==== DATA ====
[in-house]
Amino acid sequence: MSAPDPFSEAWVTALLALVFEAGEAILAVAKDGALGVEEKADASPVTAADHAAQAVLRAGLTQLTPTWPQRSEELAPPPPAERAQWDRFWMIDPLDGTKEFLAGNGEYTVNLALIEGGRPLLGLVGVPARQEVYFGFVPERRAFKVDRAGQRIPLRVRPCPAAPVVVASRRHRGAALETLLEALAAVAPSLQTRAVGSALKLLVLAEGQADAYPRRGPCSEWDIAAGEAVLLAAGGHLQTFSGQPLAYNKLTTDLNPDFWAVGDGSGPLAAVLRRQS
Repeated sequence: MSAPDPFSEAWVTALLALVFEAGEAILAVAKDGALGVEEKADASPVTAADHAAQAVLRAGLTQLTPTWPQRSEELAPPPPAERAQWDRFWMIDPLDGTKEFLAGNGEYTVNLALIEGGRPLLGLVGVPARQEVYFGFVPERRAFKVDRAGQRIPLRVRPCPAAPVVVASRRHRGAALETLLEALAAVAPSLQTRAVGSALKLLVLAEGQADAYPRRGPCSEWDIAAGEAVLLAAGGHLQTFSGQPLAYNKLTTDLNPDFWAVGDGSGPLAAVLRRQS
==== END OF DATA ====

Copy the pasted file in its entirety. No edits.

[in-house]
Amino acid sequence: MSAPDPFSEAWVTALLALVFEAGEAILAVAKDGALGVEEKADASPVTAADHAAQAVLRAGLTQLTPTWPQRSEELAPPPPAERAQWDRFWMIDPLDGTKEFLAGNGEYTVNLALIEGGRPLLGLVGVPARQEVYFGFVPERRAFKVDRAGQRIPLRVRPCPAAPVVVASRRHRGAALETLLEALAAVAPSLQTRAVGSALKLLVLAEGQADAYPRRGPCSEWDIAAGEAVLLAAGGHLQTFSGQPLAYNKLTTDLNPDFWAVGDGSGPLAAVLRRQS
Repeated sequence: MSAPDPFSEAWVTALLALVFEAGEAILAVAKDGALGVEEKADASPVTAADHAAQAVLRAGLTQLTPTWPQRSEELAPPPPAERAQWDRFWMIDPLDGTKEFLAGNGEYTVNLALIEGGRPLLGLVGVPARQEVYFGFVPERRAFKVDRAGQRIPLRVRPCPAAPVVVASRRHRGAALETLLEALAAVAPSLQTRAVGSALKLLVLAEGQADAYPRRGPCSEWDIAAGEAVLLAAGGHLQTFSGQPLAYNKLTTDLNPDFWAVGDGSGPLAAVLRRQS